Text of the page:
1. Conduct a hypothesis test for each sample at the .01 level of significance and determine what action, if any, should be taken. Provide the test statistic and p-value for each test.
2. Compute the standard deviation for each of the four samples. Does the assumption of .21 for the population standard deviation appear reasonable?
3. Compute limits for the sample mean x around μ = 12 such that, as long as a new sample mean is within those limits, the process will be considered to be operating satisfactorily. If x exceeds the upper limit or if x is below the lower limit, corrective action will be taken. These limits are referred to as upper and lower control limits for quality control purposes.
4. Discuss the implications of changing the level of significance to a larger value. What mistake or error could increase if the level of significance is increased?

Quality Associates, Inc., a consulting firm, advises its clients about sampling and statistical procedures that can be used to control their manufacturing processes. In one particular application, a client gave Quality Associates a sample of 800 observations taken during a time in which that client’s process was operating satisfactorily. The sample standard deviation for these data was .21; hence, with so much data, the population standard deviation was assumed to be .21. Quality Associates then suggested that random samples of size 30 be taken periodically to monitor the process on an ongoing basis. By analyzing the new samples, the client could quickly learn whether the process was operating satisfactorily. When the process was not operating satisfactorily, corrective action could be taken to eliminate the problem. The design specification indicated the mean for the process should be 12. The hypothesis test suggested by Quality Associates follows.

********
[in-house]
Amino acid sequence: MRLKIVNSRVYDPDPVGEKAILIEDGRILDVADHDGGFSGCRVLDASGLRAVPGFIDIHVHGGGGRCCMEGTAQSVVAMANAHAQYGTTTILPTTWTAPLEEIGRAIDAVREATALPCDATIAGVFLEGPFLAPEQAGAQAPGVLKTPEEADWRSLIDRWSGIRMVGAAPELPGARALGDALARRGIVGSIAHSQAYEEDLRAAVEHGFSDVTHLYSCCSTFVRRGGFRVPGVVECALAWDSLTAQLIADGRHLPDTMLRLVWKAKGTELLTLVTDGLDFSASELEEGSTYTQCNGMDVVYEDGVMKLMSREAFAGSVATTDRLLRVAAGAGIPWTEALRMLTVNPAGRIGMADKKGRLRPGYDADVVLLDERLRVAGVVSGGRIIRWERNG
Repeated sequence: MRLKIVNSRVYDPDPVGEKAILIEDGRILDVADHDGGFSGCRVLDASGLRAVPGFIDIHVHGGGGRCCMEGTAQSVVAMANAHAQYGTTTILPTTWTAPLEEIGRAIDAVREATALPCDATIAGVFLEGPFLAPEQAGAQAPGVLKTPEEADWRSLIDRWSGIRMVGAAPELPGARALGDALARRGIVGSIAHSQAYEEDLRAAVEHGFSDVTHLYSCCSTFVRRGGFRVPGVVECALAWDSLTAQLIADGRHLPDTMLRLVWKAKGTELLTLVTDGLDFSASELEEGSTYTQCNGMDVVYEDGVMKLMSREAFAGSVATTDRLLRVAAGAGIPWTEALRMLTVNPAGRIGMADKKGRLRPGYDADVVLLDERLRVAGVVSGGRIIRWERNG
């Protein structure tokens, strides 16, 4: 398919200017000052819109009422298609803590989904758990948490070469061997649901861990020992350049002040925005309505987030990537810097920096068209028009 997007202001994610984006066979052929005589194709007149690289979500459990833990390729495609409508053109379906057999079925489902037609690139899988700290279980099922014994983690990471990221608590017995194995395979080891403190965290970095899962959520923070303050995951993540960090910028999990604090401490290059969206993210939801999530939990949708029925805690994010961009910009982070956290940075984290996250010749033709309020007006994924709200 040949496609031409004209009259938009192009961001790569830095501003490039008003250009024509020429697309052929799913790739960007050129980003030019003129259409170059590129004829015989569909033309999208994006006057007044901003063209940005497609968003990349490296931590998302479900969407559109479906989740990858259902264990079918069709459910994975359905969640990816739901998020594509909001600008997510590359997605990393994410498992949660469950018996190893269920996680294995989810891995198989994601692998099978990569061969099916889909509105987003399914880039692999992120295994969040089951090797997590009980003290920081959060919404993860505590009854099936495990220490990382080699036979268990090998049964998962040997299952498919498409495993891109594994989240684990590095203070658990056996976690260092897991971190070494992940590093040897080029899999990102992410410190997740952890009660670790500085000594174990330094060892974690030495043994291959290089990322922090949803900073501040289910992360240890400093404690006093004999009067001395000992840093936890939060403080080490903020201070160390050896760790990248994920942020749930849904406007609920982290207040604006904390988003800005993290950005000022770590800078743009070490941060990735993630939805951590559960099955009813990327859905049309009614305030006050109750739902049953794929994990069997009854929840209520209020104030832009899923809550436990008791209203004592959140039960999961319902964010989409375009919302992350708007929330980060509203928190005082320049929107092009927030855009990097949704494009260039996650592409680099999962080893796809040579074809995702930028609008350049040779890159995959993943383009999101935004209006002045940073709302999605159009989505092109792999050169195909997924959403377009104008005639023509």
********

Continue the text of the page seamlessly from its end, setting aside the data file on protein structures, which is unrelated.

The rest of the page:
H0: μ = 12
H0: μ = 12
Corrective action will be taken any time h0 isrejected.

  • CreatedFebruary 16, 2015
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